Pierre Buffet identified a surgical intervention that allows to get access to healthy human spleens, thus offering the opportunity to set-up and validate a functional isolated-perfused human spleen system. A quantitative read-out for the clearing function of the isolated-perfused human spleens indicated that the organ retains clearing and processing functions and thus that the "black box" can now be informatively opened for hypothesis-driven investigations at the tissue level. Some physiological features of red blood cell lineage - especially once the red blood cells have exited the bone marrow - are re-addressed namely their mechanical properties/deformability, features known to be regularly monitored once the red blood cells are moving through the slow microcirculation of the red pulp and while crossing the endothelial cells of the venous sinus. The potential unique features of the red blood cell - trafficking within the perifollicular zone of the human human spleen - will be tractable to further analysis. The human isolated-perfused spleens offer unique situation for exploring the trafficking of P. falciparum-harbouring human red blood cells, the spleen red pulp being a tissue compartment where P. falciparum-infected red blood cells could be innately selected or re-programmed.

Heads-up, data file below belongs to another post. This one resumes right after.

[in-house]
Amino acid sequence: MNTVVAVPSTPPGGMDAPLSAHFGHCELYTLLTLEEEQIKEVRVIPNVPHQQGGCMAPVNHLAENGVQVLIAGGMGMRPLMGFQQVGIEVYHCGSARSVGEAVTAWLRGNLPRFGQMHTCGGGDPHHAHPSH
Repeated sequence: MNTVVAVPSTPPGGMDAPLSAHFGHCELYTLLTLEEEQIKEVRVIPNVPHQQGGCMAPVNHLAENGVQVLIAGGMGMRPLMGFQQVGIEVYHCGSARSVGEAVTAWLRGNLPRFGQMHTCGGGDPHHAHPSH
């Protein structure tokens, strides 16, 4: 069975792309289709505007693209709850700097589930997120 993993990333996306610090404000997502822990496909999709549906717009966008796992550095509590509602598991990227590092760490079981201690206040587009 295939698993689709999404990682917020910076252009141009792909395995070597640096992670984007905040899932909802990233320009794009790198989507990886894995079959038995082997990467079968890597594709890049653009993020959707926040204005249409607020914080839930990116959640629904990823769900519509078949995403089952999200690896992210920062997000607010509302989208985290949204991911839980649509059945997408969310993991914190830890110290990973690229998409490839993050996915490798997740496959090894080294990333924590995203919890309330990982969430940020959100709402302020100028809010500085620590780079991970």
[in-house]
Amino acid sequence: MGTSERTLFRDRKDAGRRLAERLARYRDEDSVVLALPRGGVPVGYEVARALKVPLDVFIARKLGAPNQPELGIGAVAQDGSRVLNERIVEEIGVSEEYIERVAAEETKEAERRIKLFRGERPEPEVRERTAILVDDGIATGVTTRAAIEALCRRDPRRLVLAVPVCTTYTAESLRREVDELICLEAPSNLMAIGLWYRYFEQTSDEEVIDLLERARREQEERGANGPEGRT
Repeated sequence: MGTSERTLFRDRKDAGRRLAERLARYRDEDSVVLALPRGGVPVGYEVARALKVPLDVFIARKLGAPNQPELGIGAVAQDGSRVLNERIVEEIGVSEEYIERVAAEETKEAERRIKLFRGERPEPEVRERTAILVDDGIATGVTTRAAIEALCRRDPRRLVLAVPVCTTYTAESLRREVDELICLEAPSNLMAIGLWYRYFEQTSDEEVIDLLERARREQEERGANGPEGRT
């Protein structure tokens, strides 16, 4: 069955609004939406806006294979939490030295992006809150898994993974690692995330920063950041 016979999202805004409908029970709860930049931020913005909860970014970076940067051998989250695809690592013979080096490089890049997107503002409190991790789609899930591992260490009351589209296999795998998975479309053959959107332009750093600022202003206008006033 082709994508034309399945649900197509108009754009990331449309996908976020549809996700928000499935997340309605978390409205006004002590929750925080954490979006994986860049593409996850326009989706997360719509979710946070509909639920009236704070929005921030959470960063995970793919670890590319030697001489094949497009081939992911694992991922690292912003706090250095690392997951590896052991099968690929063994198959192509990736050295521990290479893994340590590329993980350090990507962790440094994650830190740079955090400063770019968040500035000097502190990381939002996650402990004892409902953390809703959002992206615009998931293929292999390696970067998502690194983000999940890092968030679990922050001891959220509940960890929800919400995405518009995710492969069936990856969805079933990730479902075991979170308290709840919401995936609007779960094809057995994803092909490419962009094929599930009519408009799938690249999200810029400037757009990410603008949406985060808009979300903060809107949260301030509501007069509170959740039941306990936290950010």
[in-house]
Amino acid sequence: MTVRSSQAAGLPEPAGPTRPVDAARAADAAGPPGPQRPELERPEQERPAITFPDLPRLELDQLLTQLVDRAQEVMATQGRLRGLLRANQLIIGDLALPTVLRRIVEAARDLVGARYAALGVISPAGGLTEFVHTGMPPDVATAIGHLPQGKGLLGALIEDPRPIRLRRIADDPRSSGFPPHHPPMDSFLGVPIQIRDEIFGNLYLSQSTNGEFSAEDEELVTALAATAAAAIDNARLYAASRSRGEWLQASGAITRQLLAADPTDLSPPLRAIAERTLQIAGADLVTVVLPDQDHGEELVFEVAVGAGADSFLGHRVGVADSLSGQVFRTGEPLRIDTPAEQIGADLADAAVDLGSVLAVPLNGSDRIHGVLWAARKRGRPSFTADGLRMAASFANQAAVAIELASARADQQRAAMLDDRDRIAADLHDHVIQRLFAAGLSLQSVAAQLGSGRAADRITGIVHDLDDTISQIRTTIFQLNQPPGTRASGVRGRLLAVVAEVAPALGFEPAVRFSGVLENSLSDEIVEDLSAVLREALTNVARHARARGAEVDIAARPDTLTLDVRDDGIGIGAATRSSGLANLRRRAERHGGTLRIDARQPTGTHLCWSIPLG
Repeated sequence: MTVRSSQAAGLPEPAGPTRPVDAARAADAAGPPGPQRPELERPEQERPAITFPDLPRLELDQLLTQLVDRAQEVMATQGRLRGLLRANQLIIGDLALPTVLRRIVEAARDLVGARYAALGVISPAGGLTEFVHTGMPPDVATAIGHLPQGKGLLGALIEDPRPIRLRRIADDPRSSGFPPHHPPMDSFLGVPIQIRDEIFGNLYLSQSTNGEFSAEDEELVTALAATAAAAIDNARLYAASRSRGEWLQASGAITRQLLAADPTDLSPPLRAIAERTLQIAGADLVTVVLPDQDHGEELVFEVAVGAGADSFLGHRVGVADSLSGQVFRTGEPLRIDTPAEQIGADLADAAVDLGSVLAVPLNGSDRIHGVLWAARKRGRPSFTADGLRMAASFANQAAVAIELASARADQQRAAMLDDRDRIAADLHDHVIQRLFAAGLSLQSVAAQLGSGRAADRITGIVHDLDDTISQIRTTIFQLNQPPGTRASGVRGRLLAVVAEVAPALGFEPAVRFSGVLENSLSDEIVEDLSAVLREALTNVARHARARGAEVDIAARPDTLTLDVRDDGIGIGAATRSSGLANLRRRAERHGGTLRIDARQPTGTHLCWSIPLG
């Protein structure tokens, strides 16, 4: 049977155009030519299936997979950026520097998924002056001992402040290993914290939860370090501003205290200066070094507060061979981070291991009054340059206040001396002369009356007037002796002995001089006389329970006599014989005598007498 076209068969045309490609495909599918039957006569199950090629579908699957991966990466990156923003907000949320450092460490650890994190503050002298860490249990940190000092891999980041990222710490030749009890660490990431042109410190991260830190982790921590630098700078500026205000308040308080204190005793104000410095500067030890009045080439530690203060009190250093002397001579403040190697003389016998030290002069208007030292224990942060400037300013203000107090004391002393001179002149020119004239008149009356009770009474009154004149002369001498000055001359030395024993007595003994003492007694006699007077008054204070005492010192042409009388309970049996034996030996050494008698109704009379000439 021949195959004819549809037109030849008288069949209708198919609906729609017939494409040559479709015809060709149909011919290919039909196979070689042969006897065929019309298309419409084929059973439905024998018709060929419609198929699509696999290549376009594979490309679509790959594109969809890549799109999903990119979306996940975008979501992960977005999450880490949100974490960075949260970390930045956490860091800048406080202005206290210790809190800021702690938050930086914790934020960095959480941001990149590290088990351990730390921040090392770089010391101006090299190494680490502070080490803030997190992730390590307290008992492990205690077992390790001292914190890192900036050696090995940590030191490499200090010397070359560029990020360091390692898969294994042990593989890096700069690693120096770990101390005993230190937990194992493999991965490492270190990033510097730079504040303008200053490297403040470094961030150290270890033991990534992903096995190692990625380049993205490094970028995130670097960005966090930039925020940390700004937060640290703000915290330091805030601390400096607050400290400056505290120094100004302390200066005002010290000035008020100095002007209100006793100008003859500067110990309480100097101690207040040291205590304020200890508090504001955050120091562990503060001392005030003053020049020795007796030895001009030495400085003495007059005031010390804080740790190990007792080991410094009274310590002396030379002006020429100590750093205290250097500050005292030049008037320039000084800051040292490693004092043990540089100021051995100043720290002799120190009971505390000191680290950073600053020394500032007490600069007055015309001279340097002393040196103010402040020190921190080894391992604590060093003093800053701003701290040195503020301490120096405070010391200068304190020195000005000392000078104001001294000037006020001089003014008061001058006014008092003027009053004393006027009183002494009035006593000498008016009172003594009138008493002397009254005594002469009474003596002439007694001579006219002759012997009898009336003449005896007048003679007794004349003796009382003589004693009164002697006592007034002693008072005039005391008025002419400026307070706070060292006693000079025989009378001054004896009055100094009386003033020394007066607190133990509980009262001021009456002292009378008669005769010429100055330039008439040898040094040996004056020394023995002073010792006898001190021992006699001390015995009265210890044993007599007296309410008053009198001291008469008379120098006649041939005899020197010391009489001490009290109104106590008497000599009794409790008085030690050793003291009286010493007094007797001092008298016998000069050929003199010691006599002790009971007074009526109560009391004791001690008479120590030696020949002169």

Keywords: Leishmania spp., Immunophysiology, Intracellular Parasitism, Parasite developmental program, Parasite transmission, Parasite invasiveness, Parasite fitness and perpetuation, Parasitism features at the tissue level


puce Publications 2005 of the unit on Pasteur's references database


  Office staff Researchers Scientific trainees Other personnel
  BRULE Chantal, IP, cbrule@pasteur.fr LANG Thierry, Chargé de recherche IP, tlang@pasteur.fr

MILON Geneviève, Chef de laboratoire IP, gmilon@pasteur.fr

PRINA Eric, Chargé de recherche IP, eprina@pasteur.fr

Céline Deblanc stagiaire M1 Université Paris 6 (1/02/05  30/06/05)

Jose Osorio y Fortea : stagiaire post-doctoral Fonds Dédié (1/12/05  ) josorio@pasteur.fr

BRULE Chantal, IP, cbrule@pasteur.fr

LECOEUR Hervé, Technicien supérieur IP (depuis le 1/11/04), helecoe@pasteur.fr

MAILLET Christine, Aide de laboratoire IP, cmaillet@pasteur.fr

Activity Reports 2005 - Institut Pasteur